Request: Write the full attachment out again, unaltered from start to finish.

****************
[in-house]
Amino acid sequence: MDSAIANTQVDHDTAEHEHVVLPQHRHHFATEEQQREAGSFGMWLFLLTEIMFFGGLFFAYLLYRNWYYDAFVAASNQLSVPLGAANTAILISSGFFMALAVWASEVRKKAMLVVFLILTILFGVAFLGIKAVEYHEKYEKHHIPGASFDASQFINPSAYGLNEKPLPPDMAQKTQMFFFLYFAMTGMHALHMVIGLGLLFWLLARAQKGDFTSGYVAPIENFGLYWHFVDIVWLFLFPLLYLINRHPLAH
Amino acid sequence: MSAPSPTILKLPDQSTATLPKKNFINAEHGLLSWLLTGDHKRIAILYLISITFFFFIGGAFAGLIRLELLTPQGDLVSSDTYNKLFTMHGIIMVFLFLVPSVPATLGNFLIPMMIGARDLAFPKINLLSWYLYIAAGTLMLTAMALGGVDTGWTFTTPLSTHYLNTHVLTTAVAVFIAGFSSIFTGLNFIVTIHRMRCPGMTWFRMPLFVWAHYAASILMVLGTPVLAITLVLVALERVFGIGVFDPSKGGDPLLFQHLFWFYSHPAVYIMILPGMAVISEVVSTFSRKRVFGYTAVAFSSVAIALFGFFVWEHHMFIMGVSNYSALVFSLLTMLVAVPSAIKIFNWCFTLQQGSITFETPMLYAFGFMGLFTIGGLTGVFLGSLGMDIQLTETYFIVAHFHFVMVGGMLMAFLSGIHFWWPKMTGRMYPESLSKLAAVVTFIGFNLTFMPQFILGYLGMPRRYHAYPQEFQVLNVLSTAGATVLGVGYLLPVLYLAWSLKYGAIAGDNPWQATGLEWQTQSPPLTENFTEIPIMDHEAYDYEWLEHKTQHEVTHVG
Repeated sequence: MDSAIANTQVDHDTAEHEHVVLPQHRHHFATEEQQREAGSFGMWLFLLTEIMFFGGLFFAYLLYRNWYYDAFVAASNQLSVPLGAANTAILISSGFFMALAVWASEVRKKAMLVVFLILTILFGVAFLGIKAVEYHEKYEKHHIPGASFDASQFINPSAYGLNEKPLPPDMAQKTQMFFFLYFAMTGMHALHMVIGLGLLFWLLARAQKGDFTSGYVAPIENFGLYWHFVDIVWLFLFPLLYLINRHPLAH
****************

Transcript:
[in-house]
Amino acid sequence: MDSAIANTQVDHDTAEHEHVVLPQHRHHFATEEQQREAGSFGMWLFLLTEIMFFGGLFFAYLLYRNWYYDAFVAASNQLSVPLGAANTAILISSGFFMALAVWASEVRKKAMLVVFLILTILFGVAFLGIKAVEYHEKYEKHHIPGASFDASQFINPSAYGLNEKPLPPDMAQKTQMFFFLYFAMTGMHALHMVIGLGLLFWLLARAQKGDFTSGYVAPIENFGLYWHFVDIVWLFLFPLLYLINRHPLAH
Amino acid sequence: MSAPSPTILKLPDQSTATLPKKNFINAEHGLLSWLLTGDHKRIAILYLISITFFFFIGGAFAGLIRLELLTPQGDLVSSDTYNKLFTMHGIIMVFLFLVPSVPATLGNFLIPMMIGARDLAFPKINLLSWYLYIAAGTLMLTAMALGGVDTGWTFTTPLSTHYLNTHVLTTAVAVFIAGFSSIFTGLNFIVTIHRMRCPGMTWFRMPLFVWAHYAASILMVLGTPVLAITLVLVALERVFGIGVFDPSKGGDPLLFQHLFWFYSHPAVYIMILPGMAVISEVVSTFSRKRVFGYTAVAFSSVAIALFGFFVWEHHMFIMGVSNYSALVFSLLTMLVAVPSAIKIFNWCFTLQQGSITFETPMLYAFGFMGLFTIGGLTGVFLGSLGMDIQLTETYFIVAHFHFVMVGGMLMAFLSGIHFWWPKMTGRMYPESLSKLAAVVTFIGFNLTFMPQFILGYLGMPRRYHAYPQEFQVLNVLSTAGATVLGVGYLLPVLYLAWSLKYGAIAGDNPWQATGLEWQTQSPPLTENFTEIPIMDHEAYDYEWLEHKTQHEVTHVG
Repeated sequence: MDSAIANTQVDHDTAEHEHVVLPQHRHHFATEEQQREAGSFGMWLFLLTEIMFFGGLFFAYLLYRNWYYDAFVAASNQLSVPLGAANTAILISSGFFMALAVWASEVRKKAMLVVFLILTILFGVAFLGIKAVEYHEKYEKHHIPGASFDASQFINPSAYGLNEKPLPPDMAQKTQMFFFLYFAMTGMHALHMVIGLGLLFWLLARAQKGDFTSGYVAPIENFGLYWHFVDIVWLFLFPLLYLINRHPLAH